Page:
The man stared in her eyes for a moment as though he knew exactly what she wanted, then turned and locked his focus on the Egg.
Work was slow that afternoon, she and Hulé sorted boxes of worn out time suits, making three piles for the varying levels of dilapidation. She glanced at her boss. “How does the store look, Hulé? Clean, is it not?”
“You did a fine job, Zeeah.”
“Thank you. It took quite a while.”
Hulé sliced open another box of time suits.
“Hot yesterday, too. And the dust, aye, terrible.”
“What do you want, sister.”
“Talk to him again?” she asked. “Please?”
“The sick traveler? What about?”
Zipporah smiled meekly.
Hulé’s four top-eyes opened wide then narrowed sternly at her friend. “Not in a million solars would I ask that man to discuss his past. His wife and son were murdered, Zeeah. Would you like to relive that?”
“I do relive it,” she answered. “Every morning, every day, every night I wonder what happened to Karrick. I lay awake and watch him getting blasted, exploding in his craft or worse, getting shot down in some terrible outlands where God knows… I do relive it, sister.”
Hulé stood now with head bowed and eyes closed.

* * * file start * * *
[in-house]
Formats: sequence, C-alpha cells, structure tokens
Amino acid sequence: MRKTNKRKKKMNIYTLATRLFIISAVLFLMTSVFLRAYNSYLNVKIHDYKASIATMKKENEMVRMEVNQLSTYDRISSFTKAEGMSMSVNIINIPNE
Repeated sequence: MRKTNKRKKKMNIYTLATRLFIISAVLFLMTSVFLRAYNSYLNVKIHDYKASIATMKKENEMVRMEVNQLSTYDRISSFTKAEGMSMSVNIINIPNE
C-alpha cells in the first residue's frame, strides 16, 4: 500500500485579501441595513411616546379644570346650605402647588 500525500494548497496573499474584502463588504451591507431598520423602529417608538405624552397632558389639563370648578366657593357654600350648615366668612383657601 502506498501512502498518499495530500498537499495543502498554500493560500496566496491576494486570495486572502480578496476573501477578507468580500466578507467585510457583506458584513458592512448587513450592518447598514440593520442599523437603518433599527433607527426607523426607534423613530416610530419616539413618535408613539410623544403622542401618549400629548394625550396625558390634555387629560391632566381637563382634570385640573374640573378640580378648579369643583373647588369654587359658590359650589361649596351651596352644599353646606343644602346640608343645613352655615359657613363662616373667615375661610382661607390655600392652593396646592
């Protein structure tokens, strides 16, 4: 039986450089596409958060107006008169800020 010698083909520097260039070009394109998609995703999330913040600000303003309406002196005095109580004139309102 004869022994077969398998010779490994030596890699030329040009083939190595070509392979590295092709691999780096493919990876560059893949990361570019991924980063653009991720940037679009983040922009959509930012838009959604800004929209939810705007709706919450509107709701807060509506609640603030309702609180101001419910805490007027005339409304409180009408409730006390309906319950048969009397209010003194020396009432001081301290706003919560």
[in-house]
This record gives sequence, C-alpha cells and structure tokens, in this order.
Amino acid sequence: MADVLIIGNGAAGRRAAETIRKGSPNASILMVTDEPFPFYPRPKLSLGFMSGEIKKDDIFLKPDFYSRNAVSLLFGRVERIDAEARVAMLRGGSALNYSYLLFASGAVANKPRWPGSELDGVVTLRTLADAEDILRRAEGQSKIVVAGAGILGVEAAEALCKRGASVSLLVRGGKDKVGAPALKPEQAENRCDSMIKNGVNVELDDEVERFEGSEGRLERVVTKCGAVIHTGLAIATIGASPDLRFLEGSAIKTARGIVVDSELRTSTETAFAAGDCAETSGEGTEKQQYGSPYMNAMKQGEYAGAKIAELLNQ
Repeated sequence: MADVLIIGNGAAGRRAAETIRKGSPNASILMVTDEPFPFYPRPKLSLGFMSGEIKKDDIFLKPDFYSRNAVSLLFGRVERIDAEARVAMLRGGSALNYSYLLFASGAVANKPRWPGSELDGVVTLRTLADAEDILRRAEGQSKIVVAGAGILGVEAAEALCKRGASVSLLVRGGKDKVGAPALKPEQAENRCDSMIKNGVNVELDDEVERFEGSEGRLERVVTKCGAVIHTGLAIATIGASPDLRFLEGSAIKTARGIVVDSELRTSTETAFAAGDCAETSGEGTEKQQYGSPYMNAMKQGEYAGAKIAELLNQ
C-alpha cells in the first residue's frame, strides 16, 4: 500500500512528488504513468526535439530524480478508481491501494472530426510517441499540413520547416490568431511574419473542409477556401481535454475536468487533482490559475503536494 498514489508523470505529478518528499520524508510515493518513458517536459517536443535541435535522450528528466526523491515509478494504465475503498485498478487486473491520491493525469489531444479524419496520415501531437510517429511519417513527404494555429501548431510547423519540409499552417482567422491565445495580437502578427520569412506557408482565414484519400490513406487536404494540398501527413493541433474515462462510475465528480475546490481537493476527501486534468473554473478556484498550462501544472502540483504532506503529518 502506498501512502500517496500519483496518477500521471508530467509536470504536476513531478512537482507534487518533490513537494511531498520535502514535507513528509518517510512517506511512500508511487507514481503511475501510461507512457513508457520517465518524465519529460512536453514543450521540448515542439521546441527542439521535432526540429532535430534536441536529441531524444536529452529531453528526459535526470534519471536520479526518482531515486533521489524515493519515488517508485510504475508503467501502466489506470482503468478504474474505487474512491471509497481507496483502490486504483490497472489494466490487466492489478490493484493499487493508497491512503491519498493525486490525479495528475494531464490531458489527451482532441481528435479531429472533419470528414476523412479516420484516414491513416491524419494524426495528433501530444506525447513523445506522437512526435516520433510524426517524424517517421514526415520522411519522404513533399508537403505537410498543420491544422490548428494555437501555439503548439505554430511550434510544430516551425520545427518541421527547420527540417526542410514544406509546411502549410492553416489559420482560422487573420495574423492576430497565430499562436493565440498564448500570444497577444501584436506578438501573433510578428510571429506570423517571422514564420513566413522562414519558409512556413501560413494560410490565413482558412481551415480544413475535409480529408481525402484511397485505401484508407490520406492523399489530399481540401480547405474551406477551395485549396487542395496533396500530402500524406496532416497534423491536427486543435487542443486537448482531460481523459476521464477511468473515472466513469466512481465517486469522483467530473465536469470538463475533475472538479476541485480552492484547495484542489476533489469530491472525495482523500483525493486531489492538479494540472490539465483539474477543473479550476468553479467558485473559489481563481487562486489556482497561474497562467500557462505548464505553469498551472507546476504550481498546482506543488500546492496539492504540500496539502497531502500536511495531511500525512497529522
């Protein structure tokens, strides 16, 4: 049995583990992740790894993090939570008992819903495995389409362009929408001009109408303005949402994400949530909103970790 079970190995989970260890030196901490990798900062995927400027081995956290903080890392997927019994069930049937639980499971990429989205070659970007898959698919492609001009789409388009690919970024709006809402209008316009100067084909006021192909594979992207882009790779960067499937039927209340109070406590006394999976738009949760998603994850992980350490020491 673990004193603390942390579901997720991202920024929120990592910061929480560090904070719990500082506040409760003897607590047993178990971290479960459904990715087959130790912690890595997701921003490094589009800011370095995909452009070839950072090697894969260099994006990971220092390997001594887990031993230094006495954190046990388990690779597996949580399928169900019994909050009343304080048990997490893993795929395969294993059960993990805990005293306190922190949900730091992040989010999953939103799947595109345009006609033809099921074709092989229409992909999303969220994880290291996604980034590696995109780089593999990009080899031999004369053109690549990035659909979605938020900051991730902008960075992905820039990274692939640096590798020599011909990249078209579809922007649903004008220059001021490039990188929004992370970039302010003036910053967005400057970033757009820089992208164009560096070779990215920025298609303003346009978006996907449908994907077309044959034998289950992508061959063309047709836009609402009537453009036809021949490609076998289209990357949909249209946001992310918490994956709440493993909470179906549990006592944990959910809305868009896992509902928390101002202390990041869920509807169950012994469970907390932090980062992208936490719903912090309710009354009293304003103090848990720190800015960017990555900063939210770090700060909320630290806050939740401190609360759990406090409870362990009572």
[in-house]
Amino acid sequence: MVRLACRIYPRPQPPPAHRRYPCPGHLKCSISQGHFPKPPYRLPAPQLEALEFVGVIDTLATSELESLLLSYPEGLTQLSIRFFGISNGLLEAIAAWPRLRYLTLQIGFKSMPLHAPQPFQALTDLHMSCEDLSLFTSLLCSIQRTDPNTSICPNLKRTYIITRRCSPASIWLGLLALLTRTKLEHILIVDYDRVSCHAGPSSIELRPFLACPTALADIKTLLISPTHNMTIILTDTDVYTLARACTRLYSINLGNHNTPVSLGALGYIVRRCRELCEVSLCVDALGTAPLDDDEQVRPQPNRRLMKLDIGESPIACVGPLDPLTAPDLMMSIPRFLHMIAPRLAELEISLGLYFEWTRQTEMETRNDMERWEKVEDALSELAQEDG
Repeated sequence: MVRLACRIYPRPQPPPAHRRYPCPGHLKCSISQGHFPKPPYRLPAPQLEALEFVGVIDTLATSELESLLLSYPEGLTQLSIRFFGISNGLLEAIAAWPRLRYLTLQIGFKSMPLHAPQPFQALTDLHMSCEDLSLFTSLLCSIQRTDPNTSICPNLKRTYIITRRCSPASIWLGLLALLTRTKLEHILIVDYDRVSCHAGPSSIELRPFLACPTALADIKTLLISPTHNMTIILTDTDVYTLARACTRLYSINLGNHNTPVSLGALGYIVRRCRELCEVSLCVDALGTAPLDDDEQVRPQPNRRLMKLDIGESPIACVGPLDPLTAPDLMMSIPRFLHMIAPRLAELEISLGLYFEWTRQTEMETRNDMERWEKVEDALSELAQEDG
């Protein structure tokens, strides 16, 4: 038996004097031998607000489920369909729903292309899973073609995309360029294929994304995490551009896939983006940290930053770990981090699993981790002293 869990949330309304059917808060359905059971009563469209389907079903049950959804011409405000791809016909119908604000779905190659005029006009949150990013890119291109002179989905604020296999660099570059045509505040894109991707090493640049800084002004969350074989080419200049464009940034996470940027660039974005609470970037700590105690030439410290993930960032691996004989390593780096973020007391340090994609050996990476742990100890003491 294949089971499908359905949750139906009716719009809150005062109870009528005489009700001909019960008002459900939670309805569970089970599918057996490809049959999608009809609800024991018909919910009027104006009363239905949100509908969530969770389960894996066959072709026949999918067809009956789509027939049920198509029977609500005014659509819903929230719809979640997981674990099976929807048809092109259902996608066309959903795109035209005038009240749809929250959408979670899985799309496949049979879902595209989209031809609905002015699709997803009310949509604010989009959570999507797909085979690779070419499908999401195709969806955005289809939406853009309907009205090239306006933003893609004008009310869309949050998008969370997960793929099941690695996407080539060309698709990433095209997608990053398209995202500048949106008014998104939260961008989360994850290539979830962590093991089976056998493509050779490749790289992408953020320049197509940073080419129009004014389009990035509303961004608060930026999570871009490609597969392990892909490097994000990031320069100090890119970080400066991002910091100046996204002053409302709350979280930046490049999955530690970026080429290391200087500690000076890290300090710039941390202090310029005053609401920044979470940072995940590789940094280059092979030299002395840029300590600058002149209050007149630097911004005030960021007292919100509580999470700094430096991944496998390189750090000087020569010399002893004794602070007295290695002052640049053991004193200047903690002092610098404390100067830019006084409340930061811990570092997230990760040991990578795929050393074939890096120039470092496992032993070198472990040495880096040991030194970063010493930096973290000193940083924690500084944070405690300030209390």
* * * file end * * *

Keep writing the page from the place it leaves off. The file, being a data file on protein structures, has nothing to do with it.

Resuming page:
“All I want is one conversation,” she said softly. “And I think I know how to appease him.”
* * *
Saiojéte rose up and ran forward, toddling across the floor at an increasingly reckless incline until she caught his arms and swept him up, twirling around under the dome of their tan metal igloo. “You are mad, little théquo,” she laughed, rubbing her nose against his. “Just like your papa. What should we do today, huh? Take a drive in an airsled? Go and hike by the river? If only that stream were water and not indrosludge we could jump in and have a swim, you and me. Cluck-cluck-cluck,” she chirped in his ear.
The land around their dwelling was desert; dark red sand, weathered rock formations, and harsh dusty winds. Woodland also with patches of thick forest, tenacious plant life, gnarled old trees, and the occasional pool of slime welling up from subterranean currents fed by the colonies of Calperon T15-30. The area was far from safe, although as long as one didn’t fall and cut one’s skin, or physically ingest any elements of the environment, it was possible to survive the wilderness for short periods of time.